Tube Feeding Children With Heart Conditions

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The aim of this information sheet is to give you information about what to expect if your child needs to be fed through a tube.

Why are children fed by tube?
Some babies and children with heart conditions may need to be fed through a tube because they are not able to get enough calories by eating normally. There are a number of reasons why your child may not be getting enough calories by eating normally. Make sure you fully understand why medical staff think your child needs to be fed by tube.

Types of tube
There are two types of tube. Ask the doctor or nurse what sort of tube is being used and why.

Nasogastric tubes
Nasogastric tubes (NGTs) are placed in your child’s nose and go down to their stomach.

Gastronomy tubes
Gastronomy tubes are inserted through the skin directly into the stomach. This is done under a general anaesthetic.

Children with gastronomy tubes can eat normally as well as receiving food through their tube. The food that is put through the tube is a special formulation which your child’s dietician will prescribe.

Benefits of tube feeding

  • Giving children medicine through a tube is often easier especially as they will not taste it.
  • You will know exactly how much food your child has taken in.
  • Children fed with a tube will usually be able to take far more food.
  • You can feed children continuously even if they are asleep.

Overcoming problems with tube-feeding
Children who are being fed through a tube may feel left out at family mealtimes. Even if your child is not able to eat the same food as you, they are with the rest of the family at mealtimes. Try to give them something to eat at this time even if it is just a light snack. If it is not possible for them to sit with you, then make sure that you all spend time together doing other things, for example, playing games or doing jigsaws.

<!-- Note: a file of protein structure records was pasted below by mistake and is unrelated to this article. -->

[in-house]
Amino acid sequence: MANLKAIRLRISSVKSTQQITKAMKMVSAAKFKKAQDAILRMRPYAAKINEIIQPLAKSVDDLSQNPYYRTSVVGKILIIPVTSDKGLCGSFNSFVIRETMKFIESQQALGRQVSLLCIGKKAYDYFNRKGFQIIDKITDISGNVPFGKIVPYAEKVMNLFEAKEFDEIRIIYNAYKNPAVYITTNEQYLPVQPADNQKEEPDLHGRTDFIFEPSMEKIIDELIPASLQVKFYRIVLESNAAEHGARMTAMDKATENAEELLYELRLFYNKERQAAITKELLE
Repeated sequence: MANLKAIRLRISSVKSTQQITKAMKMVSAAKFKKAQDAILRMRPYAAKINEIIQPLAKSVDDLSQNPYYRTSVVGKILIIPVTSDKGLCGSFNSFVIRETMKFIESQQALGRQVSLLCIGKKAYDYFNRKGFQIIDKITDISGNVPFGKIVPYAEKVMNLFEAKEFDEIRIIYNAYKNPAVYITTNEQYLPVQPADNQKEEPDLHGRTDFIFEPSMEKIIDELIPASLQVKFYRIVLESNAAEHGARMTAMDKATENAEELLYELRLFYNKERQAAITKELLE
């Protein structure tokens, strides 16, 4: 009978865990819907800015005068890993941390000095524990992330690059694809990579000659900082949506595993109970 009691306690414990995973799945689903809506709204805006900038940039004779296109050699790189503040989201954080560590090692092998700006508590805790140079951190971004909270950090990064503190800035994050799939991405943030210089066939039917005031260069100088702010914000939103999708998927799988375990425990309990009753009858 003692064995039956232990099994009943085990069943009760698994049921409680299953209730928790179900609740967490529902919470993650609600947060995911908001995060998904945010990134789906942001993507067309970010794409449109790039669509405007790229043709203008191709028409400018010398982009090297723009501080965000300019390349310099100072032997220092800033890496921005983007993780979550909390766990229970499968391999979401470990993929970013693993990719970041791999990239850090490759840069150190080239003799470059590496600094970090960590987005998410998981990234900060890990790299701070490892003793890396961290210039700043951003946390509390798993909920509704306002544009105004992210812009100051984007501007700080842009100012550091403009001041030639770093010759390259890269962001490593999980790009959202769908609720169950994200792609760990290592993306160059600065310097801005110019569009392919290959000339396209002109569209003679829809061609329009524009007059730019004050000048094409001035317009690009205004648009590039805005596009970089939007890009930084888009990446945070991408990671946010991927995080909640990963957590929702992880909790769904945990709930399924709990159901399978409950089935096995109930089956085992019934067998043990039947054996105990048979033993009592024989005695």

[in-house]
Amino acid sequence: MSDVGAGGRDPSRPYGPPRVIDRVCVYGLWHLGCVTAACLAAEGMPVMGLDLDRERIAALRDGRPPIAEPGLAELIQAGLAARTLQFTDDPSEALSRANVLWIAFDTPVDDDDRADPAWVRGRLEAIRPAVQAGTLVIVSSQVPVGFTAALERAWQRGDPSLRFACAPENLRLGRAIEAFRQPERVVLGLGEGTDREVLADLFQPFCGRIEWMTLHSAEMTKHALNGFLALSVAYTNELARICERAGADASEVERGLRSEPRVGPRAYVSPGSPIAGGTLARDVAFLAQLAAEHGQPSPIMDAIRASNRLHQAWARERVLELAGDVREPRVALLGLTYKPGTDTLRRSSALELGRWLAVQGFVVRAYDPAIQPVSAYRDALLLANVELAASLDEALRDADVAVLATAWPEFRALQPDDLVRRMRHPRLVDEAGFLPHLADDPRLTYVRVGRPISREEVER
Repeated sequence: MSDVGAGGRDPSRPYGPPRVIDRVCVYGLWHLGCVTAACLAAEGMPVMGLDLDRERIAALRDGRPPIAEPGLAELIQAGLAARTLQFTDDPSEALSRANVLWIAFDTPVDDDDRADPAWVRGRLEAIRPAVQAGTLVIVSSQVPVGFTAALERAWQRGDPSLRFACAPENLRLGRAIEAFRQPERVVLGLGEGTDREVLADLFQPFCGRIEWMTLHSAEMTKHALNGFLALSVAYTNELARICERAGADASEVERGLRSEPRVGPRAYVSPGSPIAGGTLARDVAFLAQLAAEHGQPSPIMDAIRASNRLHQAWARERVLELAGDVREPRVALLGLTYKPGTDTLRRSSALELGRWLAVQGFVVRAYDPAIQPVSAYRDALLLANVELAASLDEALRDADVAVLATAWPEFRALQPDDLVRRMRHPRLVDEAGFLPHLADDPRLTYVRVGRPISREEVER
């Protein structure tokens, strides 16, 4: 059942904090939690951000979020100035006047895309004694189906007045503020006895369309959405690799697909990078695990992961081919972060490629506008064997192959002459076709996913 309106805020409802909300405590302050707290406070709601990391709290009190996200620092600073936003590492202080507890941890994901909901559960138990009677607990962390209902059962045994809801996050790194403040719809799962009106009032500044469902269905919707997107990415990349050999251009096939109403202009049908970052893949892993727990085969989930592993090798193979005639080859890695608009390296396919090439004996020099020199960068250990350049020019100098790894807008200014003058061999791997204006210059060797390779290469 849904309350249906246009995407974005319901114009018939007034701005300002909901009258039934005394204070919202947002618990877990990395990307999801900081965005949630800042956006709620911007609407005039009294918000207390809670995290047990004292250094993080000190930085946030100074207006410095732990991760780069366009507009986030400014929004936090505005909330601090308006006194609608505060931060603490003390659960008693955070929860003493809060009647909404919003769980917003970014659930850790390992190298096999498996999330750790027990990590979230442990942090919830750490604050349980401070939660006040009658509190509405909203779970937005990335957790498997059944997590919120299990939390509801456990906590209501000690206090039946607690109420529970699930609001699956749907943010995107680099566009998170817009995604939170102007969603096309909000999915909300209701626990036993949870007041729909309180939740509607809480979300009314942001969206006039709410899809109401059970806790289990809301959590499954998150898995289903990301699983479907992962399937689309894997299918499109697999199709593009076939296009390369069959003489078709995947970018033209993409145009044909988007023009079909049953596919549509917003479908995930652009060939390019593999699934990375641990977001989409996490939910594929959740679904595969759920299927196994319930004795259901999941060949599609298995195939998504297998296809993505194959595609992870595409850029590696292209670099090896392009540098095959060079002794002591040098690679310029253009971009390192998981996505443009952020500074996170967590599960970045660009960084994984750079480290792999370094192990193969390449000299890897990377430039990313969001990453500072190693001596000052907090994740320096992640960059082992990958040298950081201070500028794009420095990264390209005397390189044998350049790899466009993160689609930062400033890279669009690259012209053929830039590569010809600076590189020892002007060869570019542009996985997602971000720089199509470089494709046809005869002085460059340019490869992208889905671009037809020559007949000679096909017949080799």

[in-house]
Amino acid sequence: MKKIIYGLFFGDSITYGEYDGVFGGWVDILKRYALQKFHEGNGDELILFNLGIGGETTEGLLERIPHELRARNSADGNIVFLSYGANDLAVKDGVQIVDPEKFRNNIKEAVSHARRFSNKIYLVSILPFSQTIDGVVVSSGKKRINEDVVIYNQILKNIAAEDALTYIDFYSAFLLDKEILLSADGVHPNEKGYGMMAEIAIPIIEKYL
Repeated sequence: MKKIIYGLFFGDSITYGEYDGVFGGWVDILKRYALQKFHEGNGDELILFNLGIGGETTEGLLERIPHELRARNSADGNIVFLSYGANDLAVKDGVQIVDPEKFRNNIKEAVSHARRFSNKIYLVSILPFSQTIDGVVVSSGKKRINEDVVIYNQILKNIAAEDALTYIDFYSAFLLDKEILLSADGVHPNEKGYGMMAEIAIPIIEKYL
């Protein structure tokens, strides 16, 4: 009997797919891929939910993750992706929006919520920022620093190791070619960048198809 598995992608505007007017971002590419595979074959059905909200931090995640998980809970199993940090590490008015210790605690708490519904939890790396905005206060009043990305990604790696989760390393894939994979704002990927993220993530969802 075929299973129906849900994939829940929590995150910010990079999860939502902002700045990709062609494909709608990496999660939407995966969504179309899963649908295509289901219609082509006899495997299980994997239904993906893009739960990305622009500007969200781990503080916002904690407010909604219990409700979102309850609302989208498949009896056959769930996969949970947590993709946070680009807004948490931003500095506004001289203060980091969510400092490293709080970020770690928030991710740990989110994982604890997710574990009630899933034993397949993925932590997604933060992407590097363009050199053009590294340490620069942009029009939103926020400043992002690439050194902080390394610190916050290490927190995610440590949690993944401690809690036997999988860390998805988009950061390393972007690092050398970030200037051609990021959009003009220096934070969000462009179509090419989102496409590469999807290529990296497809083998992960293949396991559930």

Children who are fed through a tube for a long time may stop associating the process of eating with satisfying their hunger. Letting your child have something in their mouth to taste while being fed through a tube will make sure they continue to associate the taste and presence of food in their mouths with the feeling of their hunger being satisfied.

You can help prepare young children and babies for a return to normal feeding by getting them to use their mouths lots. You can give young children things to suck or chew on and you can play games which involve your child blowing bubbles, making shapes with their mouths and so on.

Finding out more
A dietician or nurse will show you how to feed your child through the tube. Make sure that you are confident about doing this before you do it on your own.

The nursing staff will also explain how to care for your child while they are being fed by tube. Feel free to ask the doctors, dietician or nursing staff any questions you might have and let them know if you have any concerns or problems.


Evidence and sources of information for this CHF information sheet can be obtained at:

(1) National Institute for Health and Care Excellence. Enteral feeding in children.  London: NICE; 2017.  Available at:


(2) Great Ormond Street Hospital for Children. Gastrostomy Care. London: GOSH; 2017.  Available at:

Gastrostomy care | Great Ormond Street Hospital (


About this document:

Published: June 2014

Reviewed: May 2022


To inform CHF of a comment or suggestion, please contact us via or Tel: 0300 561 0065.

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